Now we crave ostentatious consumption to show how better or how smarter we are than others as we try to differentiate ourselves from others. For some of the young, the societal objective is therefore to associate oneself with a gang, since this attribute disassociates themselves from the masses.

Obtaining wealth, however, is also access to another “gang” - one of the richer classes.

This sort of Individualistic Differentiation leads to taking dishonest short-cuts towards achieving the sole goal of Material Wealth. As did both Wall Street and Main Street during the SubPrime Mess of 2005/2008.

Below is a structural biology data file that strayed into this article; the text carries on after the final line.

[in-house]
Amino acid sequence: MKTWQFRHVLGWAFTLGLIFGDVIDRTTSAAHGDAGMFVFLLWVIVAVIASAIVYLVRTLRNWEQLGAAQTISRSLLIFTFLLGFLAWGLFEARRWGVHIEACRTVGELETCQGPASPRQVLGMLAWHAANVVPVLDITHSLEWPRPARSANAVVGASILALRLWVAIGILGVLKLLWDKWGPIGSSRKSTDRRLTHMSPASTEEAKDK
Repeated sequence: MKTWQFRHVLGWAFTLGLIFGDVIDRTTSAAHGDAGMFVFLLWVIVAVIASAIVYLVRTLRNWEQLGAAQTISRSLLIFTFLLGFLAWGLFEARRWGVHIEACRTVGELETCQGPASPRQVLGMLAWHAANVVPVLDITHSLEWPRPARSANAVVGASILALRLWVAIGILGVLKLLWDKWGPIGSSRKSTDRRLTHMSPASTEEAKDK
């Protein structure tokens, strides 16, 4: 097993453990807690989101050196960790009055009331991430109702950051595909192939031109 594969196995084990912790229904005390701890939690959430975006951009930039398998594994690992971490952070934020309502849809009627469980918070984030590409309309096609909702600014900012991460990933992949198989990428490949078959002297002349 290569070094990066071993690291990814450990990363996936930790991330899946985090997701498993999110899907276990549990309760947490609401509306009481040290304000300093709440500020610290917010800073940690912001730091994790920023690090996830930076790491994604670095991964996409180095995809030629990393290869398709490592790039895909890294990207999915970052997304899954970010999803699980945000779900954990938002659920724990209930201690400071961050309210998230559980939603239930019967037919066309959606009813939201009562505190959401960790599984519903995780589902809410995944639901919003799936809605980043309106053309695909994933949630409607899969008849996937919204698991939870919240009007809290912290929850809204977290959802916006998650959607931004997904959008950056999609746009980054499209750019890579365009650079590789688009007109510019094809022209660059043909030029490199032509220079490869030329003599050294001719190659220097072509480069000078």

“Money can’t buy you happiness”. It can only obtain one the outward appearance of wealth - a notion that has captivated, I submit, our youth. We have the Me-Me-Me Generation upon us - and it seems to exist at all levels of society from bottom to top.

And from bottom to top, the means to Individualist Differentiation is illicit, a path strewn with immoral and unethical behaviour.

No doubt, we cannot all be made from the same mold. Humans innately have great diversity. That specific diversity should suffice for all of us to be different but harmoniously the same.

And yet ... prolific are the examples of those who must have the accouterments of success (Ferrari cars, Gucci sacks, D&G bracelets, Ferragamo shoes, etc., etc., ad nauseam).

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By Anonymous, May 3, 2011 at 2:02 pm Link to this comment
(Unregistered commenter)

“The unfortunate fact is that in Oakland, black and Latino people represent the large majority of the poor underclass”